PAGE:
9. Is it possible to submit more than one application to the Round 2 Flex Fund?

Academic applicants are limited to 1 PI submission and 2 Co-I submissions.  There is no limit on the numbers of bids that non-academic stakeholders can partner on.

 

10. Are there any limits on the number of applications that an eligible institution can submit? 

We would discourage more than 2 or 3 submissions from any single eligible institution. Funding for Round 2 allows for up to 3 awards and our approach will be to ensure diversity in those awards (e.g. by topic, discipline or geography).  

It is highly unlikely that we will make many awards to a single institution or organisation. 

 

11. What are the eligibility rules for non-academic partners?

Applicants based at Public Service Research Establishments (PSREs) that are eligible to apply as Project Leads or Project Co-Leads (Eligible and potential eligible public sector research establishments – UKRI) will be funded under standard Full Economic Cost (FEC) rules.

For Business, Third Sector or Government Body Researchers, eligible costs will be paid at 100% fEC as a Co-I/Project partner – Including co-investigators from business, third sector or government bodies – UKRI

  • Eligible costs paid at 100% fEC as a Co-I/Project partner
  • Business and Third Sector engaging in economic activity (in compliance with UK Subsidy Control Framework) – Allowable costs: Salary (excluding superannuation and NI) limited to 1 year, Travel and Subsistence
  • Third sector which does not engage in economic activity (and must provide evidence for this) – Allowable costs: Salary (including superannuation and NI) with no time limit, Travel and Subsistence, Other Direct costs, Overheads
  • Government Body – Allowable costs: Travel and Subsistence only

However, please note that for non-academic partners that are not a PSRE:

  • Costs associated with a Project Co-Leads (PcLs) from a UK business, third sector or government organisations contribution to a project (regardless of how many PcLs are included) must never exceed 30%, of the overall cost of the grant at 100% of FEC and would normally be lower than this.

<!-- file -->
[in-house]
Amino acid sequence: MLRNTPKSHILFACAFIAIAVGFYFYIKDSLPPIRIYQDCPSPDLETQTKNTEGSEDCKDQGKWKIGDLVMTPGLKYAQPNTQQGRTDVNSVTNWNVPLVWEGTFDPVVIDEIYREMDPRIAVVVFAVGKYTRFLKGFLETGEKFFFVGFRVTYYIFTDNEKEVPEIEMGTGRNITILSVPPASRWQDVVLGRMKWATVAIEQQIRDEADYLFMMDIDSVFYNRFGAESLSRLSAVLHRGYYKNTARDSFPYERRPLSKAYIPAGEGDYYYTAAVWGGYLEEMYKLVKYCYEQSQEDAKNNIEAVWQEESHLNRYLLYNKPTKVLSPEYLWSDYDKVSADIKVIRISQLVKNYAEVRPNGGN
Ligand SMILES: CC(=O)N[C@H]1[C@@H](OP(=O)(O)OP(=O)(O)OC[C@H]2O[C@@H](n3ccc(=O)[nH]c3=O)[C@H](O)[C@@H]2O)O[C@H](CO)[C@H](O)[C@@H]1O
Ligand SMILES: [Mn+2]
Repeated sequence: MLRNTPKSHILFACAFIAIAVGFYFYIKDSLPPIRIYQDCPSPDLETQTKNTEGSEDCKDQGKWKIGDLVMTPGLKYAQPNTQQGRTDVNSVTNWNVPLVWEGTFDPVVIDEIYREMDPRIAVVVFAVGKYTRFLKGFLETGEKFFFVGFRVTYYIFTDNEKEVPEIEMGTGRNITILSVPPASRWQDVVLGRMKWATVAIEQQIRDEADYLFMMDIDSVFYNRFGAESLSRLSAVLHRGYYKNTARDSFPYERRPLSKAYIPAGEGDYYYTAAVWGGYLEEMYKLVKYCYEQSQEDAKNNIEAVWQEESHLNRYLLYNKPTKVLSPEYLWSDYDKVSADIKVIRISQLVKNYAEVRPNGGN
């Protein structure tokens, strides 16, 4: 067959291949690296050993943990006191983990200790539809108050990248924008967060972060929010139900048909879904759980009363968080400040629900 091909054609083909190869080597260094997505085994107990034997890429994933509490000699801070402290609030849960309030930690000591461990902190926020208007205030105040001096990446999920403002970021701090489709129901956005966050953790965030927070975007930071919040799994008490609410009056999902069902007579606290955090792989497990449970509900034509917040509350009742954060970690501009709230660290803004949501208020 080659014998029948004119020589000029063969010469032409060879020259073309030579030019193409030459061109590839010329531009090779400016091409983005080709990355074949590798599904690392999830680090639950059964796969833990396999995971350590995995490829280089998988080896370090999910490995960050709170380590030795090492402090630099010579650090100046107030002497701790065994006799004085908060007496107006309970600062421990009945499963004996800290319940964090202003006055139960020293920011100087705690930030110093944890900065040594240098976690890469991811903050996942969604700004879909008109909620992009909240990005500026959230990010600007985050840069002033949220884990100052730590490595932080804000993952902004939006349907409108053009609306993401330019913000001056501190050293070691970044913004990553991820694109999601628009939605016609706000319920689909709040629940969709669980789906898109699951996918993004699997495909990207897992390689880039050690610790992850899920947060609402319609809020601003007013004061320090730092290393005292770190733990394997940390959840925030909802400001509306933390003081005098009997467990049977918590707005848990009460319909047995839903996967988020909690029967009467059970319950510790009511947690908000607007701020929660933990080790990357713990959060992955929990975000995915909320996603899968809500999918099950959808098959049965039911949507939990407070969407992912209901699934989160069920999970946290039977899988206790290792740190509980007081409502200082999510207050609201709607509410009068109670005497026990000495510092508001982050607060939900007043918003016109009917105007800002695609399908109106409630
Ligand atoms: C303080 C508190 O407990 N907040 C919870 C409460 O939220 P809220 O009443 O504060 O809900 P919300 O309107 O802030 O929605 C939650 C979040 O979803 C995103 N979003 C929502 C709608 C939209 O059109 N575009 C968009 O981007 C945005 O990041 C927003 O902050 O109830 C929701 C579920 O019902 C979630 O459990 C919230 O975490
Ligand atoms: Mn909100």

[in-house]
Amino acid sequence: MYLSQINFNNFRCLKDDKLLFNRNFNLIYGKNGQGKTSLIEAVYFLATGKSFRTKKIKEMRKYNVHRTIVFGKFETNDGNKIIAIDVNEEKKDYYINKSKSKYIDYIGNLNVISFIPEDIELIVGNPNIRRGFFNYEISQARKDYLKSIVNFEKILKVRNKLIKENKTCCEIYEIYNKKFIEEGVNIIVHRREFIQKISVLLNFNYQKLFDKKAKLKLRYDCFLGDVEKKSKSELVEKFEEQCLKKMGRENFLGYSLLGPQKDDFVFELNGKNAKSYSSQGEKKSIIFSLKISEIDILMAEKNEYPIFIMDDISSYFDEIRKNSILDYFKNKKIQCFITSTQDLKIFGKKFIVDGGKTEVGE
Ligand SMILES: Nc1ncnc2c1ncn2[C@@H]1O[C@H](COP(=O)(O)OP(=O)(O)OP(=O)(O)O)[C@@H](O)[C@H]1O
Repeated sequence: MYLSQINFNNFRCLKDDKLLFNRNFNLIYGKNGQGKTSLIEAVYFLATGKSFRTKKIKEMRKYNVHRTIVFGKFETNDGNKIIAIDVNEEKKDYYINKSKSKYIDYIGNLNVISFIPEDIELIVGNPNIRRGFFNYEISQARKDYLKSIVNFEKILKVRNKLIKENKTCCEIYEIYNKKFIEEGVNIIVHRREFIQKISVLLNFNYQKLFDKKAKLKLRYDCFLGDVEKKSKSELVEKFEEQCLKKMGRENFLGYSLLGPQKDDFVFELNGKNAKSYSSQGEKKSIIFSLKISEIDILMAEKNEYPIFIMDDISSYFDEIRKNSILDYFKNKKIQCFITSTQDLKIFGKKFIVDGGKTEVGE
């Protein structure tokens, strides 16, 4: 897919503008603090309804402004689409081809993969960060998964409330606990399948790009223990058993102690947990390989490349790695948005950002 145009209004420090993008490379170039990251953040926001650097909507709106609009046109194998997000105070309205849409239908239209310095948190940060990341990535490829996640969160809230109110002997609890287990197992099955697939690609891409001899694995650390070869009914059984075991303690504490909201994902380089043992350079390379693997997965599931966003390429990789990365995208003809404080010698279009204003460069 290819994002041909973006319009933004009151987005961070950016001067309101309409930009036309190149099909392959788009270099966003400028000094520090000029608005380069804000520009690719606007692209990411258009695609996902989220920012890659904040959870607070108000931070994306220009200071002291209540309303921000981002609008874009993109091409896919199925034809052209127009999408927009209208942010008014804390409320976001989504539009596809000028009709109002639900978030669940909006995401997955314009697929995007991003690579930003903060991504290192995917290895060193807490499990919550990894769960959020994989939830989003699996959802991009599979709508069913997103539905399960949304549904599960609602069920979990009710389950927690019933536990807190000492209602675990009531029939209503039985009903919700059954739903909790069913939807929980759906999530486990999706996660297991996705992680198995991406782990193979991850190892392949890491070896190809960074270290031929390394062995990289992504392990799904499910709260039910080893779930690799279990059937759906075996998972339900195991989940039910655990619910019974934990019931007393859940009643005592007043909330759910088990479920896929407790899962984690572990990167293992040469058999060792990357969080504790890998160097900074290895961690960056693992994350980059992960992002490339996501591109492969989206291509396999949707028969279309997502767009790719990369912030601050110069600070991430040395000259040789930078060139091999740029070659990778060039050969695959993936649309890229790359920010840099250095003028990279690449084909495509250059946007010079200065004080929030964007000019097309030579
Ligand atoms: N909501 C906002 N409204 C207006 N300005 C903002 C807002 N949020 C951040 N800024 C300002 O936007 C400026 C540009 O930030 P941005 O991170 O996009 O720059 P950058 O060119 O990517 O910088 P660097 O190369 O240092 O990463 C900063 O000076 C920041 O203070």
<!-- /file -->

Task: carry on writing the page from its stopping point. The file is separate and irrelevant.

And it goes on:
• Where an application includes PcLs from UK business, third sector or government organisations and International PcLs the combined costs of all Project Co-Leads must not exceed the 30% maximum limit.

For more information, please look here: Inclusion of business, third sector or government body Co-Is on ESRC proposals (ukri.org)

 

12. Letters of Support 

We will not accept any Letters of Support from partner organisations under this call. Instead, use the Application Form to indicate which non-academic organisations (if any) that you are collaborating with and how you are using a co-production approach to work worth those partners. In addition, use the Justification of Resources section of the application form to explain how this has been costed up with sufficient resources to deliver genuine knowledge co-production.

 

13. Can applications involve international partners?

Yes. However, while applications can have an international dimension, the primary focus of activity should be within the UK (e.g. involving an international partner with relevant expertise in a UK based project; taking an international example and piloting its application in a UK context).  

Details regarding funding rules for international partners: International Investigator eligible costs paid at 100% fEC as a Co-I/Project partner – International co-investigator policy guidance – UKRI  

Eligible costs paid at 100% fEC as a Co-I/Project partner.  

  • Salaries are considered as per the UKRI International Co-Investigator’s Policy. No estates or indirect costs can be claimed.  

Please note that the combined costs for international co-investigators, and UK business, third sector and government body co-investigators must not exceed 30% of the total full economic cost of the grant application (at 100% fEC). 

 

14. What are the criteria against which applications will be evaluated?